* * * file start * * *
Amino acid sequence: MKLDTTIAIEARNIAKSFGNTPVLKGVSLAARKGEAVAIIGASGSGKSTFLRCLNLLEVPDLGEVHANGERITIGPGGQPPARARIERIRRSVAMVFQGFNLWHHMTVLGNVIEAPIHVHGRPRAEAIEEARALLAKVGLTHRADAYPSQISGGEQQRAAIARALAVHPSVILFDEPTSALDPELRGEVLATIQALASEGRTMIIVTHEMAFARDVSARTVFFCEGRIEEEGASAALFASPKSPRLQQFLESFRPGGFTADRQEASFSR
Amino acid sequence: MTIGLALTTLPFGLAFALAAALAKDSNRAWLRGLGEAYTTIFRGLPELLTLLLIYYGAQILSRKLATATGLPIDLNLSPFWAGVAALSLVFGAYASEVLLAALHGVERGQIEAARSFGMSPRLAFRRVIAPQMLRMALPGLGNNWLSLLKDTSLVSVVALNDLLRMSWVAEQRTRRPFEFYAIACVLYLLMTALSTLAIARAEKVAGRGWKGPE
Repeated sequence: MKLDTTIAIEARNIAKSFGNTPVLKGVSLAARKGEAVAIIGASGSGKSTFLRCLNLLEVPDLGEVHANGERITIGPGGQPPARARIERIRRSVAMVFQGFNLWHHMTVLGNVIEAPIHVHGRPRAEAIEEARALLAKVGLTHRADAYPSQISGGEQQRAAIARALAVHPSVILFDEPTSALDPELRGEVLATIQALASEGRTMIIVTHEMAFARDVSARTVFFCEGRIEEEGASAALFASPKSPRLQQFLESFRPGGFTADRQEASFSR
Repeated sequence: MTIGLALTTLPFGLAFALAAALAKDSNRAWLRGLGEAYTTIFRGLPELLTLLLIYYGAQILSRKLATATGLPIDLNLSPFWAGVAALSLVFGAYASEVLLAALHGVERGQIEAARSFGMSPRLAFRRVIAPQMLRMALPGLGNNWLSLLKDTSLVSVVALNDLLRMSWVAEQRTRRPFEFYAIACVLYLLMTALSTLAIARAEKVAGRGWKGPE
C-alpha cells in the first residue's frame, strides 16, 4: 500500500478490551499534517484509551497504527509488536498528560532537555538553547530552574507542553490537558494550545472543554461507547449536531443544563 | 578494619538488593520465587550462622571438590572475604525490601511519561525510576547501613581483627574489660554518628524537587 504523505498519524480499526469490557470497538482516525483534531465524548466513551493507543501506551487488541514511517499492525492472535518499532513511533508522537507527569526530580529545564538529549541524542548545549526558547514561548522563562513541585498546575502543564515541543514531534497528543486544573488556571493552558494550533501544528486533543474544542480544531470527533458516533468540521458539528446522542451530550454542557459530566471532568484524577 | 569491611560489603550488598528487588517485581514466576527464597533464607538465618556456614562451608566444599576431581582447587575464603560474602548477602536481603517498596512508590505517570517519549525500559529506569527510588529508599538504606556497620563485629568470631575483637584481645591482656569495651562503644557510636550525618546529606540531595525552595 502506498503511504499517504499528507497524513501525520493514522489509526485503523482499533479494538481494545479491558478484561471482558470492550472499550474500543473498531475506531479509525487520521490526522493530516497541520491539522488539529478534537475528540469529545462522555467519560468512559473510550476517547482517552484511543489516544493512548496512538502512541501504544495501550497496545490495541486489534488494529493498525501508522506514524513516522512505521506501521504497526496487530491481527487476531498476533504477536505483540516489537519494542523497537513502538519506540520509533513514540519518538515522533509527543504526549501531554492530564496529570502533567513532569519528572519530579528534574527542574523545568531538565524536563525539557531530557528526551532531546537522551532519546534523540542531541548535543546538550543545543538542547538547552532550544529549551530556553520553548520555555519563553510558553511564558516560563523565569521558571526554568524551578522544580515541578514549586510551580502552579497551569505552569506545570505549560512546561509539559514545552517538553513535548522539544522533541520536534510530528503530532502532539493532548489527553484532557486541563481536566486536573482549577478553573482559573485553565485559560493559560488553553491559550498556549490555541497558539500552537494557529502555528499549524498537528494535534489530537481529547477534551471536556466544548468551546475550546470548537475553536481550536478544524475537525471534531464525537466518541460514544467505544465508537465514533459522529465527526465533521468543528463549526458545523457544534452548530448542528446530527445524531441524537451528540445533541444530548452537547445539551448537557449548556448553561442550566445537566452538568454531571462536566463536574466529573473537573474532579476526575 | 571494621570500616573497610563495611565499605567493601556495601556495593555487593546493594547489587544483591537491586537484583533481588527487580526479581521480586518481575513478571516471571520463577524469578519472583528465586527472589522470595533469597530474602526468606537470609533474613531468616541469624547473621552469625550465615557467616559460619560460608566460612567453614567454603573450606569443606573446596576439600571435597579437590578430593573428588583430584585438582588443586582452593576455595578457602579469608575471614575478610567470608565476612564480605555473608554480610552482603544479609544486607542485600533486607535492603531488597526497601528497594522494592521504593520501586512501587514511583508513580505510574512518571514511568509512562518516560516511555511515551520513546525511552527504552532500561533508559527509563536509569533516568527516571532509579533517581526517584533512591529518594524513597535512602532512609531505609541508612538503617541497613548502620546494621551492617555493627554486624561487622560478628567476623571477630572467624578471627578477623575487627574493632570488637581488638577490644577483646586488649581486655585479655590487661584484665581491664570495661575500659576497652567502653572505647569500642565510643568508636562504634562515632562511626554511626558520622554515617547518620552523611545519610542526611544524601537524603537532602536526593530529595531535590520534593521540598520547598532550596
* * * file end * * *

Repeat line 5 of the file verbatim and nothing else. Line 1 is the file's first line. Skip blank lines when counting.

C-alpha cells in the first residue's frame, strides 16, 4: 500500500478490551499534517484509551497504527509488536498528560532537555538553547530552574507542553490537558494550545472543554461507547449536531443544563 | 578494619538488593520465587550462622571438590572475604525490601511519561525510576547501613581483627574489660554518628524537587 504523505498519524480499526469490557470497538482516525483534531465524548466513551493507543501506551487488541514511517499492525492472535518499532513511533508522537507527569526530580529545564538529549541524542548545549526558547514561548522563562513541585498546575502543564515541543514531534497528543486544573488556571493552558494550533501544528486533543474544542480544531470527533458516533468540521458539528446522542451530550454542557459530566471532568484524577 | 569491611560489603550488598528487588517485581514466576527464597533464607538465618556456614562451608566444599576431581582447587575464603560474602548477602536481603517498596512508590505517570517519549525500559529506569527510588529508599538504606556497620563485629568470631575483637584481645591482656569495651562503644557510636550525618546529606540531595525552595 502506498503511504499517504499528507497524513501525520493514522489509526485503523482499533479494538481494545479491558478484561471482558470492550472499550474500543473498531475506531479509525487520521490526522493530516497541520491539522488539529478534537475528540469529545462522555467519560468512559473510550476517547482517552484511543489516544493512548496512538502512541501504544495501550497496545490495541486489534488494529493498525501508522506514524513516522512505521506501521504497526496487530491481527487476531498476533504477536505483540516489537519494542523497537513502538519506540520509533513514540519518538515522533509527543504526549501531554492530564496529570502533567513532569519528572519530579528534574527542574523545568531538565524536563525539557531530557528526551532531546537522551532519546534523540542531541548535543546538550543545543538542547538547552532550544529549551530556553520553548520555555519563553510558553511564558516560563523565569521558571526554568524551578522544580515541578514549586510551580502552579497551569505552569506545570505549560512546561509539559514545552517538553513535548522539544522533541520536534510530528503530532502532539493532548489527553484532557486541563481536566486536573482549577478553573482559573485553565485559560493559560488553553491559550498556549490555541497558539500552537494557529502555528499549524498537528494535534489530537481529547477534551471536556466544548468551546475550546470548537475553536481550536478544524475537525471534531464525537466518541460514544467505544465508537465514533459522529465527526465533521468543528463549526458545523457544534452548530448542528446530527445524531441524537451528540445533541444530548452537547445539551448537557449548556448553561442550566445537566452538568454531571462536566463536574466529573473537573474532579476526575 | 571494621570500616573497610563495611565499605567493601556495601556495593555487593546493594547489587544483591537491586537484583533481588527487580526479581521480586518481575513478571516471571520463577524469578519472583528465586527472589522470595533469597530474602526468606537470609533474613531468616541469624547473621552469625550465615557467616559460619560460608566460612567453614567454603573450606569443606573446596576439600571435597579437590578430593573428588583430584585438582588443586582452593576455595578457602579469608575471614575478610567470608565476612564480605555473608554480610552482603544479609544486607542485600533486607535492603531488597526497601528497594522494592521504593520501586512501587514511583508513580505510574512518571514511568509512562518516560516511555511515551520513546525511552527504552532500561533508559527509563536509569533516568527516571532509579533517581526517584533512591529518594524513597535512602532512609531505609541508612538503617541497613548502620546494621551492617555493627554486624561487622560478628567476623571477630572467624578471627578477623575487627574493632570488637581488638577490644577483646586488649581486655585479655590487661584484665581491664570495661575500659576497652567502653572505647569500642565510643568508636562504634562515632562511626554511626558520622554515617547518620552523611545519610542526611544524601537524603537532602536526593530529595531535590520534593521540598520547598532550596